Second-Opinion Pathology Discrepancies High for Bladder Cancer
Pathological diagnosis dictates treatment options for patients with bladder cancer. Pathological diagnosis is the cellular specificity of a biopsy specimen including the cell type, growth rate, aggressiveness and other biological characteristics of the cancer. Thus, correct initial diagnosis is imperative in order to correctly determine optimal treatment regimens for patients. However, results from a recent study published in the journal Cancer indicate that pathologic diagnosis may be incorrect in a significant number of bladder cancer specimens and second pathology opinions may be warranted.
The bladder is a hollow organ in the lower abdomen that stores urine. Transitional cell carcinoma refers to bladder cancer involving the cells that line the inside of the bladder. Treatment of bladder cancer depends on the stage, or extent of disease, and may consist of the surgical removal of the bladder (radical cystectomy), surgical removal of the cancer tissue (transurethral resection) with preservation of the bladder, chemotherapy, radiation and/or biological therapy (treatment utilizing the immune system to fight cancer). A radical cystectomy is associated with high medical costs and a significant decrease in the quality of life for patients. Therefore, this surgical procedure is utilized only when considered necessary.
Previous clinical studies have indicated a significant rate of discrepancy between initial pathological diagnosing of bladder tissue specimens and follow-up evaluations of the same specimens 1,2,3 . In an effort to further evaluate these pathological discrepancies, pathologists from the University of Virginia re-analyzed specimens from 97 patients initially diagnosed with transitional cell bladder cancer at 30 community hospitals and 4 academic institutions between 1996 and 1999. Differences between initial diagnoses and follow-up analyses were noted. If the diagnostic discrepancy was such that treatment would have been different for the patient, an experienced genitourinary pathologist further analyzed the specimen.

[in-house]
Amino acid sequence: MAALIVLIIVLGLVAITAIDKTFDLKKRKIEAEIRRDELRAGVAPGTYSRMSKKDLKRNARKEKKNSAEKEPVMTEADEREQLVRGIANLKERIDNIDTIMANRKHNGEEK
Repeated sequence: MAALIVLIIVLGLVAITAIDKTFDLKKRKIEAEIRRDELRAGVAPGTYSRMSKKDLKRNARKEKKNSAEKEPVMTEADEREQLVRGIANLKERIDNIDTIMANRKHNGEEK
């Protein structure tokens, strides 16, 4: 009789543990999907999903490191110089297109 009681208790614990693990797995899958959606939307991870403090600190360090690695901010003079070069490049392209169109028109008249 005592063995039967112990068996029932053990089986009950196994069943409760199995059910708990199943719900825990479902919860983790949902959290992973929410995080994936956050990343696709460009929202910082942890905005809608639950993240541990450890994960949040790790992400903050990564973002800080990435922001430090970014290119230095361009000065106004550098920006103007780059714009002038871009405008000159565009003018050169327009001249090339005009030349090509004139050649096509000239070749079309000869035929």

Approximately 20% of specimens had a significant discrepancy between initial and follow-up pathology evaluation with regard to diagnosis, stage, cellular aggressiveness and cellular type. As a result of the pathology review, five radical cystectomies were avoided in this patient group. Two patients underwent an immediate radical cystectomy due to initial understaging.
With discrepancies reaching near 20%, a second opinion on pathological evaluation may be warranted for patients with bladder cancer. Pathologists specializing in the genitourinary field may provide the most appropriate reference for these cases. Patients diagnosed with bladder cancer may wish to speak with their physician about the possibility of getting a second opinion regarding the pathology of their biopsy specimen and/or the risks and benefits of participating in a clinical trial further evaluating diagnostic procedures. Sources of information regarding ongoing clinical trials include comprehensive, easy-to-use listing services provided by the National Cancer Institute (cancer.gov).
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